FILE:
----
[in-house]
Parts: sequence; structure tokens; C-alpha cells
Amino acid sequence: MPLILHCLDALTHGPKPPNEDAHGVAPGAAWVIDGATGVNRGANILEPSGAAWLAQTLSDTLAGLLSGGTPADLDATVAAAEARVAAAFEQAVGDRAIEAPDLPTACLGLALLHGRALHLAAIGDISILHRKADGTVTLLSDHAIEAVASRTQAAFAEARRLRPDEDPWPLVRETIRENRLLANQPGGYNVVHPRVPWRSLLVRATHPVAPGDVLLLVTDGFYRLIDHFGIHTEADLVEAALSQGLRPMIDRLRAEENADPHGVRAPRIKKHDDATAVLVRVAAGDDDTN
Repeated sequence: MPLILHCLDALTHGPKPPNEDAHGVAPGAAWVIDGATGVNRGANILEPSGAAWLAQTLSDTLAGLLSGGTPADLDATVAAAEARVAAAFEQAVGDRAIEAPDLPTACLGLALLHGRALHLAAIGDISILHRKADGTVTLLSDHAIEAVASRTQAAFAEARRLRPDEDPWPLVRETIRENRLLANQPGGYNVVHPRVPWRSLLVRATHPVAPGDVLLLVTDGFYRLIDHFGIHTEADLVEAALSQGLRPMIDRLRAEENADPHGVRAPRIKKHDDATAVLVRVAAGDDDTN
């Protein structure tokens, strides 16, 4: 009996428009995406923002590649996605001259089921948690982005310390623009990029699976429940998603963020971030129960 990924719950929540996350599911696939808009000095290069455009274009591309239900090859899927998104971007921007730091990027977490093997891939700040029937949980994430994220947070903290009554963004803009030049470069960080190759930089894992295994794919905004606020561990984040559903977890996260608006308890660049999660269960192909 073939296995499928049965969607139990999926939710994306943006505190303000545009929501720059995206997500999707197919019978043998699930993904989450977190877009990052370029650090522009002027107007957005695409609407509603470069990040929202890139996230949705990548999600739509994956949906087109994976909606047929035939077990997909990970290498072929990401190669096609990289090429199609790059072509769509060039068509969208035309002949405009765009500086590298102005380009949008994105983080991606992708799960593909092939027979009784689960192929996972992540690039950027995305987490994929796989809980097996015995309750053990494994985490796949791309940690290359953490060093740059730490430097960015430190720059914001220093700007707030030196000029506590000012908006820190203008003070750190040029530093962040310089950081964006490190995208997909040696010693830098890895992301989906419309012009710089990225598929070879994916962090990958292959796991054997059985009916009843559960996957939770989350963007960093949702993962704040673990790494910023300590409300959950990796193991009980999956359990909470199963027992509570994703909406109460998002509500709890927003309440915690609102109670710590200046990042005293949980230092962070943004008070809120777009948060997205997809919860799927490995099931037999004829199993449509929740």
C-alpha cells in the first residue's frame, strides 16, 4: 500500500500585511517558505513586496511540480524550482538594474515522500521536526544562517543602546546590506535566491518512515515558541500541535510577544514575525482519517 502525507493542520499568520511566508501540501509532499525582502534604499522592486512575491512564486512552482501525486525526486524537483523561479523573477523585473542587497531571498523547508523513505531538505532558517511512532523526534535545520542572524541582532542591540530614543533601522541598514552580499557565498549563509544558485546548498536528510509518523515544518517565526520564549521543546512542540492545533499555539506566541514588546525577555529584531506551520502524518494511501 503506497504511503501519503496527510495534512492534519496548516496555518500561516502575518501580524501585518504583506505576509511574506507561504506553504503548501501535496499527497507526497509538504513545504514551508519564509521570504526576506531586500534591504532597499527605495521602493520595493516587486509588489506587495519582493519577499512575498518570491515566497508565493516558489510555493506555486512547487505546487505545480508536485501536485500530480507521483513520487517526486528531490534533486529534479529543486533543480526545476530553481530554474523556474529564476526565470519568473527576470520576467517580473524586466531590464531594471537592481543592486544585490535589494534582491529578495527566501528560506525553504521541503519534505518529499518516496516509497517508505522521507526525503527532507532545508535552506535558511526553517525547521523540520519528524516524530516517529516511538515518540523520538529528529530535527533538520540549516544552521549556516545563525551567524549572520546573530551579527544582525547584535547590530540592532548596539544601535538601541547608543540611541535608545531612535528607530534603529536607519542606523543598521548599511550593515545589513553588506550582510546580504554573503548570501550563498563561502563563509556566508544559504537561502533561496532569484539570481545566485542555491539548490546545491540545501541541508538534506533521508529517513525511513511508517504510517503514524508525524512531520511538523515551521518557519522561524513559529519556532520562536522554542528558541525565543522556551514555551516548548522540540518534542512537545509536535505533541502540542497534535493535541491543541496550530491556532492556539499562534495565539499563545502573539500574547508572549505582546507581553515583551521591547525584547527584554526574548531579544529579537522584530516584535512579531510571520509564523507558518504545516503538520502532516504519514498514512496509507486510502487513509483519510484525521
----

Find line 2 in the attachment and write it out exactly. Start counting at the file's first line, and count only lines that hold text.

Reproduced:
Parts: sequence; structure tokens; C-alpha cells